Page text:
Every year, after a long winter’s rest, local wineries and their guests look forward to the first weekend of April, when the wineries come alive, ready to show their first releases of the season during Spring Kick-Off Weekend.

As the Walla Walla Valley welcomed the new year of 2020, the last thing anyone expected was stay-at-home quarantine orders being issued by the state just a few months later due to the contagious coronavirus, COVID-19, sweeping across the world.

Spring Kick-Off Weekend was canceled.

Cancellations of these special wine weekends not only affect wineries but also local restaurants, lodging, along with downtown retailers, grocery stores and gas stations.

Wine weekends keep local businesses and their employees active besides bringing in a large amount of tax revenue to the county and cities.

So what happens when wineries are told to close their doors? They remain open — virtually.

Many of the wineries remained open for “curbside” pick-up and home delivery, besides offering online wine discounts and shipping promotions.

The quarantine may have sapped the wine-tasting crowds out of the tasting rooms, but it didn’t sap the enthusiasm, creativity and community-mindedness of winery owners.

Owners Drew and Maura Bledsoe along with winemaker/partners Josh and Kim McDaniels of Doubleback Winery gave back to the Walla Walla hospitality industry whose employees felt the impact of the pandemic. Restaurant, lodging, and winery employees were treated to complimentary meals courtesy of Doubleback Winery. Partnering up with Andrae and Michelle Bopp of Andrae’s Kitchen the hospitality industry enjoyed AK’s halal-style chicken or gyro falafels by ordering ahead of time and showing their last pay-stub during pick-up.

Michelle Bopp shared the outcome was a huge success with a sell-out almost every day.

Although tasting rooms were dark and empty, winemakers still found a way to connect. In the comfort of their customer’s homes, virtual tastings allowed wine enthusiasts to view some of the newest releases and special offerings for online purchases and curbside pick-up from their favorite wineries.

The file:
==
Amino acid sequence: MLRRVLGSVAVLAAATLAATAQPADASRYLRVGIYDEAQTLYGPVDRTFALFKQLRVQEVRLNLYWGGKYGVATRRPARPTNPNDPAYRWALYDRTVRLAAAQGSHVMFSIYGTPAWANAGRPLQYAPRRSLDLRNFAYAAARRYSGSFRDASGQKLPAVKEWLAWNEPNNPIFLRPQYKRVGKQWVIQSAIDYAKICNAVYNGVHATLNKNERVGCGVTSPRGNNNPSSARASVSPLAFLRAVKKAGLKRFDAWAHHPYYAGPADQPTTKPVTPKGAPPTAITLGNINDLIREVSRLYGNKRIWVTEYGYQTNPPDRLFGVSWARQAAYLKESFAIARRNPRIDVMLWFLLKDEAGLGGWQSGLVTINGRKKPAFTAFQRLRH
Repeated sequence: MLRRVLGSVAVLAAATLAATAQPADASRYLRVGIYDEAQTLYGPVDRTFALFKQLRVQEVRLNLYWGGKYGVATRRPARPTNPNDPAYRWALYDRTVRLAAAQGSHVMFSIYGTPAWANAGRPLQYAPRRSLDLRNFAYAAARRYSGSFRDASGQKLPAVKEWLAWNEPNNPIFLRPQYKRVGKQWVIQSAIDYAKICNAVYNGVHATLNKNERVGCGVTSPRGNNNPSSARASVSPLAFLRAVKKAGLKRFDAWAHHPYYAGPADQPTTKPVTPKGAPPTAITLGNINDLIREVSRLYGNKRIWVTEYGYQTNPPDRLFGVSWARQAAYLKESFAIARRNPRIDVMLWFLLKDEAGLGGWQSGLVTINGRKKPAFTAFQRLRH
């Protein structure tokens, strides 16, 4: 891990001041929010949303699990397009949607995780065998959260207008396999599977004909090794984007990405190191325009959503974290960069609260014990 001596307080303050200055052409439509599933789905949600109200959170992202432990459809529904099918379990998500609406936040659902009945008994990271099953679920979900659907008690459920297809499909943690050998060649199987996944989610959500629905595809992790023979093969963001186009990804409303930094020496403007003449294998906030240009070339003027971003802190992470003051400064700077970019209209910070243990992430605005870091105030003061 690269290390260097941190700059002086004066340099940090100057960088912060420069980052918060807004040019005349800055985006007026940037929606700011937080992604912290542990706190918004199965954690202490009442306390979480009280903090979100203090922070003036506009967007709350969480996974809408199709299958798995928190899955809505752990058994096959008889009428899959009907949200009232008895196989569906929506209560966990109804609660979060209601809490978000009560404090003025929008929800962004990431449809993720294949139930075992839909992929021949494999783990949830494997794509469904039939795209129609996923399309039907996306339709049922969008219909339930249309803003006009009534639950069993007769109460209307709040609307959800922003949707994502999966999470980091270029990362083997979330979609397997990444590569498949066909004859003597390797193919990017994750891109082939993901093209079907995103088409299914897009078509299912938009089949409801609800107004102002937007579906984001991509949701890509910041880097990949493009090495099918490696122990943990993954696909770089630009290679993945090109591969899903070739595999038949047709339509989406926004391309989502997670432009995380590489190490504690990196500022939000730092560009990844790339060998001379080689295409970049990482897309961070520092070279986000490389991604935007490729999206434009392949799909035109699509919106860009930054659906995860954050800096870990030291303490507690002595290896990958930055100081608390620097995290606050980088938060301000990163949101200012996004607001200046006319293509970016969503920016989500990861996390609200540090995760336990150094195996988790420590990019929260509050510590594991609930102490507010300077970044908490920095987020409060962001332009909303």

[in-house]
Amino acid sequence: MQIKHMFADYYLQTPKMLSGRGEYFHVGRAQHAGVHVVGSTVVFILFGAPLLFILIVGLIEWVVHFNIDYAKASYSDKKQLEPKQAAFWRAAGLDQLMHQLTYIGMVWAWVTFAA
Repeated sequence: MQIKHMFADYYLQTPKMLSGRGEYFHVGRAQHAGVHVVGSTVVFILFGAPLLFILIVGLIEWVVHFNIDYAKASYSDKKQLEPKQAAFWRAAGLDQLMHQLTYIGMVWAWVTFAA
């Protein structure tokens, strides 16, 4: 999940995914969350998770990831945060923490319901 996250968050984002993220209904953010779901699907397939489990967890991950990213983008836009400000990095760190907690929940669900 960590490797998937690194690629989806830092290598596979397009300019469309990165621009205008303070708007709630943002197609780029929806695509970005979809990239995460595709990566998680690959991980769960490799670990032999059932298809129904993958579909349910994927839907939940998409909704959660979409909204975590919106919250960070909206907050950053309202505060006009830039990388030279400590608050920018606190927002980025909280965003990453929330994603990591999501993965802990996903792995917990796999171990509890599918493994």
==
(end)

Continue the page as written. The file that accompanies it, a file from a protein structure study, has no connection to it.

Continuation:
Some wineries even presented virtual happy hours allowing wine enthusiasts to pull wines from their cellars to enjoy while chatting with their favorite winemaker.

Steve Wells, winemaker, and owner of Time & Direction wines offered his customers to shelter in place and chat with him online by purchasing a discounted flight of four bottles of his current releases including a one-on-one online wine tasting where he discussed each of the wines reviewing their history, label design and tasting notes.

The tastings often reached two hours and for a quarantined wine enthusiast, it was the perfect way to spend an evening. The flight included Grenache rosé, viognier, syrah, and a red blend.

Winemaker and partner of Sleight of Hand Cellars, Trey Busch, started virtual tastings at the end of March hosting every-other Saturday with an average of 150 viewers and 500-600 comments during the tastings. The winery picked a theme and advertised through their mailing list and also used social media.

“They (virtual tastings) have been, first and foremost, fun for me since we can't engage with our customers face to face at this time,” Busch said. “So this is a great way to have that connection with our customers.

“We keep our format loose and fun, and talk about not only the wines we taste but also the vineyards and music.”

Busch has been a part of the Walla Walla community for 20 years, and in 2007 he and co-partners Jerry and Sandy Solomon founded Sleight of Hand Cellars.

Besides engaging their customers via online tastings, giving back to their community was also important during the quarantine. Any customer who brought in a receipt from a local restaurant or small business received a discount on Sleight of Hand Cellars wines — and of course featuring curbside pickup.

Another project was offering the local restaurant industry employees that were currently out of work due to the quarantine a one-time bottle purchase of Sleight of Hand wines for one cent. One penny? Yes, to keep Washington State Liquor Board happy as per state law mandating not to give alcohol away.

It’s important to note that during this interview we were still in the middle of the quarantine, and depending on how much longer the quarantine would continue, Busch said he has a few more ideas for quarantine retailing “in the hopper.”